physiquality blog: athletes and concussions
While I like to consider myself an athlete, the only time I sustained a concussion was after giving blood the day after 9/11. (Only I could pass out while approaching the food table and have to be sent to the hospital for testing.) My husband, on the other hand, got a pretty bad one after colliding with a fellow kickball player during a league game in Chicago. (Yes, kickball.) It was bad enough that he couldn’t drive home and I had to drive to the field to pick him up. It was also his sign that perhaps he was taking the league a little too seriously. (You think?)
All joking aside, concussions are no laughing matter. Hits are getting harder in football, and even in non-contact sports like basketball, kids are suffering brain injuries from collisions. Every athlete (and his or her parent) should be aware of these tips on reducing both the chances of concussions and their effects, should one happen.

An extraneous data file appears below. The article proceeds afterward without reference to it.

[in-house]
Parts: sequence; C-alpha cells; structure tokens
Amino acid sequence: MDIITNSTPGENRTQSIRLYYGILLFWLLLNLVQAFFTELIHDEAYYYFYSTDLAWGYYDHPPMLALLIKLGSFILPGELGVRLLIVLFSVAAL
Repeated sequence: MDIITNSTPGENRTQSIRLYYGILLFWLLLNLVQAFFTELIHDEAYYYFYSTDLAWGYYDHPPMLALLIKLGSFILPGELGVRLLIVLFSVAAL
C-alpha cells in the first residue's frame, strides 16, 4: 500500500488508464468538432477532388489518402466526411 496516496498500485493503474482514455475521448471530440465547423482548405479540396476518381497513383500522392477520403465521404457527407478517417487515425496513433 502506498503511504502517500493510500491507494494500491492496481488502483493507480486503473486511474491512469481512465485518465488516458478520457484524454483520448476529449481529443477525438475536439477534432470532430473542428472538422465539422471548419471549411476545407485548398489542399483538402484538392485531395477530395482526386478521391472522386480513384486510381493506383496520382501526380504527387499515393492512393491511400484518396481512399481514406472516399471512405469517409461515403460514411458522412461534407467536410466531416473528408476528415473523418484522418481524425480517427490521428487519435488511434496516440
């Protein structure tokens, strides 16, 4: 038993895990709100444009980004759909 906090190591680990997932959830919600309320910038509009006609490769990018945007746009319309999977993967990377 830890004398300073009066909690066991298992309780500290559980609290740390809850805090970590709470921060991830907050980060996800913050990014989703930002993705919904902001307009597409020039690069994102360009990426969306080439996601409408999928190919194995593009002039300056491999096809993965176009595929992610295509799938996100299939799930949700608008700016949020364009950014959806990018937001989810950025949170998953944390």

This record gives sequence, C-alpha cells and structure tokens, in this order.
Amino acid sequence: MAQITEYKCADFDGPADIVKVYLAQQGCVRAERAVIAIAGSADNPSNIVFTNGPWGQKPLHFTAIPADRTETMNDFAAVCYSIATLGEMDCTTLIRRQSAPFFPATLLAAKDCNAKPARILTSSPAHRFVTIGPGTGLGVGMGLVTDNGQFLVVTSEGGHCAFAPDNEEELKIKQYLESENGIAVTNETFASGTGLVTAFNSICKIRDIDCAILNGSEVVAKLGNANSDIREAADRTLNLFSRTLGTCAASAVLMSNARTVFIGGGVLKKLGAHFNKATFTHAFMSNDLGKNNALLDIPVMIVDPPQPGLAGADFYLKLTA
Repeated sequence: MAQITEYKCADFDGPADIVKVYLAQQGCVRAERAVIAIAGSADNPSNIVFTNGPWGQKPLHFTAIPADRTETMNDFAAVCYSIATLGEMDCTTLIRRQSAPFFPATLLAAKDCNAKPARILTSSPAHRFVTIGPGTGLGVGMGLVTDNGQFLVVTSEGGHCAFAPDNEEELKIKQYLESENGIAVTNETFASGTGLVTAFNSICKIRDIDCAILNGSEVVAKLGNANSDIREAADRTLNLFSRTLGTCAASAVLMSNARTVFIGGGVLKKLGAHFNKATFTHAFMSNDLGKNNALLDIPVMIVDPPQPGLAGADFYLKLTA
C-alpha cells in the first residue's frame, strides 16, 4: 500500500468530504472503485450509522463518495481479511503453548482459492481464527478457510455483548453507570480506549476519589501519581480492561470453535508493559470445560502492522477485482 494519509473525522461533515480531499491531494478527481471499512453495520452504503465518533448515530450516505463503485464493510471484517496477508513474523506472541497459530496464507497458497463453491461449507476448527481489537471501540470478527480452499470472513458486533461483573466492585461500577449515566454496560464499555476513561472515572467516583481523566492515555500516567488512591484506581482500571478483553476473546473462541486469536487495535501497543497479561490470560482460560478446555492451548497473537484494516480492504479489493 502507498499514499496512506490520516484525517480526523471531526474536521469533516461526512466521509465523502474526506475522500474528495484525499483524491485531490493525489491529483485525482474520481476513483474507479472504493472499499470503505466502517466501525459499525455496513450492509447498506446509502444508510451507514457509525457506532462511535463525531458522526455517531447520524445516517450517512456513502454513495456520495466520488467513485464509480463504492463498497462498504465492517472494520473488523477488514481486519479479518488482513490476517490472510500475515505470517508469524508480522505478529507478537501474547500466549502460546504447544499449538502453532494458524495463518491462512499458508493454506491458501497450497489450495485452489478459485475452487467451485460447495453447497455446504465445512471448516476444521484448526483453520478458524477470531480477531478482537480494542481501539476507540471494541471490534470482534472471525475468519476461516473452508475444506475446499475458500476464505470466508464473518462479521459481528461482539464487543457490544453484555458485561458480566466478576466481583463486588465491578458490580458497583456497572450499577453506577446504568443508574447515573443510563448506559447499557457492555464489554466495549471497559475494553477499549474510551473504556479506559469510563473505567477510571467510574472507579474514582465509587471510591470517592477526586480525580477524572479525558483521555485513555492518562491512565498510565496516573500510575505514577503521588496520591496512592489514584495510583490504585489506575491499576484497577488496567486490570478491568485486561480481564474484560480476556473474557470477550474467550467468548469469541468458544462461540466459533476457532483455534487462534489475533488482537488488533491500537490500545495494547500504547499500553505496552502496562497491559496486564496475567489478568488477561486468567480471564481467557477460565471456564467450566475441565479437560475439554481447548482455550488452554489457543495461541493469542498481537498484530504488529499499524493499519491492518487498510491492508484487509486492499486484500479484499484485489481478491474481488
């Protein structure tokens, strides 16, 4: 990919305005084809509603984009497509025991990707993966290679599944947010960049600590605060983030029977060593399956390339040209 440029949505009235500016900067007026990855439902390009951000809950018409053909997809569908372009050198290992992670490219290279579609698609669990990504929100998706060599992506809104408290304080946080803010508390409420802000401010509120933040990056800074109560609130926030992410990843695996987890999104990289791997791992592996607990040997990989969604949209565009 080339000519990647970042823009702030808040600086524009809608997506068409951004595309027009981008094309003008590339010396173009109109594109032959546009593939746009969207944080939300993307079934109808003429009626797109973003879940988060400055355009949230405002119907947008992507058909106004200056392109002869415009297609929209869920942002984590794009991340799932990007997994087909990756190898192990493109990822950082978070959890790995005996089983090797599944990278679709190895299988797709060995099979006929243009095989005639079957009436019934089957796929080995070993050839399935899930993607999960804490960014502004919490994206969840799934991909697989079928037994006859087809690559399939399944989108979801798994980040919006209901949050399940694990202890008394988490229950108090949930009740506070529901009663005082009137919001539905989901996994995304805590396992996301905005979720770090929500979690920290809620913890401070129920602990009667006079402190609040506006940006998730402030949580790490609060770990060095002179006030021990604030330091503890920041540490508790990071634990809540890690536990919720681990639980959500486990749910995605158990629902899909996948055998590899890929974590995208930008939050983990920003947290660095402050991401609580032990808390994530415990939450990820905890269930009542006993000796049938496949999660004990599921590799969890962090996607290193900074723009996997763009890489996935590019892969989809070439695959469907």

Athletes and concussions
with advice from Lindsay Minnear, PT, DPT
While football has come into the spotlight as a high-risk sport for concussions, athletes are able to sustain a concussion during any sport. That said, there is a much higher risk when playing a contact sport, one that involves interaction between players or sports equipment that could result in injury, especially sports like football, lacrosse, rugby, soccer and field or ice hockey.
Athletes in any sport can do several things to reduce their chance of concussion, according to Lindsay Minnear, a physical therapist at Allegheny Chesapeake Physical Therapy (a Physiquality network member in Pennsylvania). Here are just a few: